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401(k) CARES Act Distribution Options

Date: April 14, 2020


The impact of the COVID-19 crisis has been devastating for many of us.  In some cases, the impact of illness or reduced schedules is creating challenges that many of us may not have foreseen earlier in the year.  As we know, the CARES Act has put a number of safety nets in place to assist us during this downtown not the least significant of which is access to our retirement funds.  Having said this, while access to these funds have been easier for those requiring a “coronavirus related distribution”, we strongly recommend that you make every effort to avoid using retirement funds because of the impact it can have on your long-term retirement planning.  

Normally, tax law restricts access to retirement funds for nonretirement purposes. Because these are not “normal times” and as a result of two major changes, access has been made a bit easier.  Cash for current expenses can be accessed as a result of the waiver of certain penalties for withdrawing from an IRA or 401(k) distribution as well as an opportunity to take enhanced plan loans.  Whether or not you should take advantage of the opportunity really depends on your unique set of circumstances.

The coronavirus stimulus, formally called the CARES Act, allows you to withdraw up to $100,000 from a retirement account (IRA, 401(k), etc.) without having to pay a 10% penalty - even for those who have not attained age 59½. Current legislation makes it clear that you can only do this if you have something called a “coronavirus related distribution” (CRD).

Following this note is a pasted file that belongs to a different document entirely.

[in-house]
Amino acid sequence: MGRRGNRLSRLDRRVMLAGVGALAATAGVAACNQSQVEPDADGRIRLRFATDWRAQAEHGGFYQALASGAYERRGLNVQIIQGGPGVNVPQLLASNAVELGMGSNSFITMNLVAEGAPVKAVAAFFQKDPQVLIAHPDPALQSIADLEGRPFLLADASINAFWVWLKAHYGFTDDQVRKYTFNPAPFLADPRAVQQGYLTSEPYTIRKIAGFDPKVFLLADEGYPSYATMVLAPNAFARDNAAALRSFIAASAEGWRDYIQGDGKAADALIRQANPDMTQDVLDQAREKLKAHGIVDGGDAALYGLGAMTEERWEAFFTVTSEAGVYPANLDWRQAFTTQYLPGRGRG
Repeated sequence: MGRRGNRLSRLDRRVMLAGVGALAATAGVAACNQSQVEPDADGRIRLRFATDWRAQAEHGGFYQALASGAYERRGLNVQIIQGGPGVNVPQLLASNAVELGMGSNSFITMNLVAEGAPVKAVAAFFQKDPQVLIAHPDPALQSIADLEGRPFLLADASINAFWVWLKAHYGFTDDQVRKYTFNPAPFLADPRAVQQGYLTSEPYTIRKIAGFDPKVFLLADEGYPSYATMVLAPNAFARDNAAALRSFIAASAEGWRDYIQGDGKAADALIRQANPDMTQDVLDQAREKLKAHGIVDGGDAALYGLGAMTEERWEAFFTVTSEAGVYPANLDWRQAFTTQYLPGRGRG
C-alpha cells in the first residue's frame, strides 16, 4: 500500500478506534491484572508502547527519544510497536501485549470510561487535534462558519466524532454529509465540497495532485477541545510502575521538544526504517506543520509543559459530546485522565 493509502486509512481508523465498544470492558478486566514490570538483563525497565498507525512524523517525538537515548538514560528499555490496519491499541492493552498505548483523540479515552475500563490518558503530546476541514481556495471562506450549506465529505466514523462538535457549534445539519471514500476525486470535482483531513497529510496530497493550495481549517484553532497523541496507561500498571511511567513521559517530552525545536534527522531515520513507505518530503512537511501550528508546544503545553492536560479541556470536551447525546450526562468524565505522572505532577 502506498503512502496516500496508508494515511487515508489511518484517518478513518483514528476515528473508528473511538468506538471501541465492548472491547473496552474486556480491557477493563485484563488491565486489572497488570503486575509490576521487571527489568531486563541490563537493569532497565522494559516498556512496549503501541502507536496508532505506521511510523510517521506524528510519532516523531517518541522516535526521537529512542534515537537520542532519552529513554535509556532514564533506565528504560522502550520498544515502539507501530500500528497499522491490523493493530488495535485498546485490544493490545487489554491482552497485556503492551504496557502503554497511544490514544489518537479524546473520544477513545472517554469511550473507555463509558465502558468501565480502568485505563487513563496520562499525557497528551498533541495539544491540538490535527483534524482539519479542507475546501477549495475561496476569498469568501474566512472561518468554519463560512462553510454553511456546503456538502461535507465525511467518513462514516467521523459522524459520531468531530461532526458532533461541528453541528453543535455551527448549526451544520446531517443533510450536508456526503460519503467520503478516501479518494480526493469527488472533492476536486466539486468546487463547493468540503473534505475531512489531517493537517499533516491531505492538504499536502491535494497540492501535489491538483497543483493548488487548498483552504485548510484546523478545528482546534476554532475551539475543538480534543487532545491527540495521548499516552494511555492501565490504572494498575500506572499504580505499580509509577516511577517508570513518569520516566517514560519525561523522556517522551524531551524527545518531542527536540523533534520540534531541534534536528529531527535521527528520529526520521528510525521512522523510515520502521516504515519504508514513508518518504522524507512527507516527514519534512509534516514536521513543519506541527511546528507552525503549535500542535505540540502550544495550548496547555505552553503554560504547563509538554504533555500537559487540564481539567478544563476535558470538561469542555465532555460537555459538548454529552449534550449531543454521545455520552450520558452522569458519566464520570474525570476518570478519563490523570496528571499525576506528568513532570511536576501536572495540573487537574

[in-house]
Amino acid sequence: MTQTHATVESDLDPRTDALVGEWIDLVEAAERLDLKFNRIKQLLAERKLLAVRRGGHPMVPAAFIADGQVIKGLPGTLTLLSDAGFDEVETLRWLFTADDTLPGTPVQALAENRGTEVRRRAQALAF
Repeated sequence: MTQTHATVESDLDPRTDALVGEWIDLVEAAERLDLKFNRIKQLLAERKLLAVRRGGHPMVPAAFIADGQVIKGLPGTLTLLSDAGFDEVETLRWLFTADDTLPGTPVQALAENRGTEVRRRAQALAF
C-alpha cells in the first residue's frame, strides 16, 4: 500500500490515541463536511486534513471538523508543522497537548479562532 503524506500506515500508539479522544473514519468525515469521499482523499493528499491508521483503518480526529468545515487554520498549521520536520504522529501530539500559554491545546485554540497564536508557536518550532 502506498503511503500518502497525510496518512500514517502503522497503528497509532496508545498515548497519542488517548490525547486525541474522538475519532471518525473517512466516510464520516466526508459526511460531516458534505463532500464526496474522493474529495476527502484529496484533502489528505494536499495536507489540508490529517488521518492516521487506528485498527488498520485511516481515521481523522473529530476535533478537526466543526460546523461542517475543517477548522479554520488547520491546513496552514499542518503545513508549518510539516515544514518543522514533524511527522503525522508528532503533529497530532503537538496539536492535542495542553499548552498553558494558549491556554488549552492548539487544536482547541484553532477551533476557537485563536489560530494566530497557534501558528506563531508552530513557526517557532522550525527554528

A CRD is any distribution by a person who has been diagnosed with COVID-19 (or SARS-CoV-2), their spouse or dependent. In addition, even undiagnosed people can take a CRD if they have adverse financial consequences because of being quarantined, furloughed, laid off, given reduced hours, or were unable to work because of child care responsibilities brought about by the current crisis. In addition, business owners who have closed the business or reduced hours also are eligible for a CRD.

In addition to avoiding the 10% penalty, you will be eligible to pay the ordinary income taxes on your distribution over three years (but you may elect to pay it all at once). It is important to note that you are not required to recontribute funds. In fact, financial planners may suggest that even if you are inclined and able to restore savings you recharacterize your retirement savings, so they are in position to get Roth treatment.

For more information, call the Fidelity Service Center for United Employees at 800-245-9034. Representatives are available Monday through Friday, 7:30 a.m. to 11 p.m. CT. Extended call wait times should be expected.

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